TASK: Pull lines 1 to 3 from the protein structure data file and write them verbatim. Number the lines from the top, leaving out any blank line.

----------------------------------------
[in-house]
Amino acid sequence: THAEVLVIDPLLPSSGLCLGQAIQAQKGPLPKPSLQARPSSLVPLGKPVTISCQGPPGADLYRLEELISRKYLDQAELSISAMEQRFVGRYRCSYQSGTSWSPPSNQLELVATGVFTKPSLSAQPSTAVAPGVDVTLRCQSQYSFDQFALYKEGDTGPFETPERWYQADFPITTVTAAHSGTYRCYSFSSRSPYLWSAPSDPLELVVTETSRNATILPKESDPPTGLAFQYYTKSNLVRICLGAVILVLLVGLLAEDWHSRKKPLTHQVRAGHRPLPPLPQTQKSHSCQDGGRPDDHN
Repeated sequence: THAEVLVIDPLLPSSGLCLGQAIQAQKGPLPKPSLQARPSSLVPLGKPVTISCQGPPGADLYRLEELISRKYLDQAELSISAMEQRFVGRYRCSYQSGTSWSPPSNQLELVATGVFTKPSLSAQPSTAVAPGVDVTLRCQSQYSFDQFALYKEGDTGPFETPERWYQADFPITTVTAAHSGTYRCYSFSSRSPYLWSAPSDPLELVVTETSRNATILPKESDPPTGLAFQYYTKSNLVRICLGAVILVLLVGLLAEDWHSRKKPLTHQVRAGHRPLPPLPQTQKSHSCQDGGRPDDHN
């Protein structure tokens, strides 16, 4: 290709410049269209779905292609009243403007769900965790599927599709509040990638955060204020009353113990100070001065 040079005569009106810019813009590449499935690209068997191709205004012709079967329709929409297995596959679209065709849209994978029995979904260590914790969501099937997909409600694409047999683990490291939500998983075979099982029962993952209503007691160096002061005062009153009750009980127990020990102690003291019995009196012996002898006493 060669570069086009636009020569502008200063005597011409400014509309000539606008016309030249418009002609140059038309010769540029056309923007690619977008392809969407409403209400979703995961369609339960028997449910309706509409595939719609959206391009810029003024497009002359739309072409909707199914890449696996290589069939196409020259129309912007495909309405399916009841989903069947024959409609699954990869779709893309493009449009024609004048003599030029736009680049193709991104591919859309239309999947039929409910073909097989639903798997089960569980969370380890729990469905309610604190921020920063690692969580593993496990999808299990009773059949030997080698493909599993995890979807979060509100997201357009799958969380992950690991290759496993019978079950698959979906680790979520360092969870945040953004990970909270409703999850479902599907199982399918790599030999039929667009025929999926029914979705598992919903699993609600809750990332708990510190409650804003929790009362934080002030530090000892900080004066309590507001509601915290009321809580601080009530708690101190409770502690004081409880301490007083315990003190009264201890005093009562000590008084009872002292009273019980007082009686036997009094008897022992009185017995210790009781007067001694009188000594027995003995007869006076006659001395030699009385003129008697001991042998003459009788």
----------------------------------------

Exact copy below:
[in-house]
Amino acid sequence: THAEVLVIDPLLPSSGLCLGQAIQAQKGPLPKPSLQARPSSLVPLGKPVTISCQGPPGADLYRLEELISRKYLDQAELSISAMEQRFVGRYRCSYQSGTSWSPPSNQLELVATGVFTKPSLSAQPSTAVAPGVDVTLRCQSQYSFDQFALYKEGDTGPFETPERWYQADFPITTVTAAHSGTYRCYSFSSRSPYLWSAPSDPLELVVTETSRNATILPKESDPPTGLAFQYYTKSNLVRICLGAVILVLLVGLLAEDWHSRKKPLTHQVRAGHRPLPPLPQTQKSHSCQDGGRPDDHN
Repeated sequence: THAEVLVIDPLLPSSGLCLGQAIQAQKGPLPKPSLQARPSSLVPLGKPVTISCQGPPGADLYRLEELISRKYLDQAELSISAMEQRFVGRYRCSYQSGTSWSPPSNQLELVATGVFTKPSLSAQPSTAVAPGVDVTLRCQSQYSFDQFALYKEGDTGPFETPERWYQADFPITTVTAAHSGTYRCYSFSSRSPYLWSAPSDPLELVVTETSRNATILPKESDPPTGLAFQYYTKSNLVRICLGAVILVLLVGLLAEDWHSRKKPLTHQVRAGHRPLPPLPQTQKSHSCQDGGRPDDHN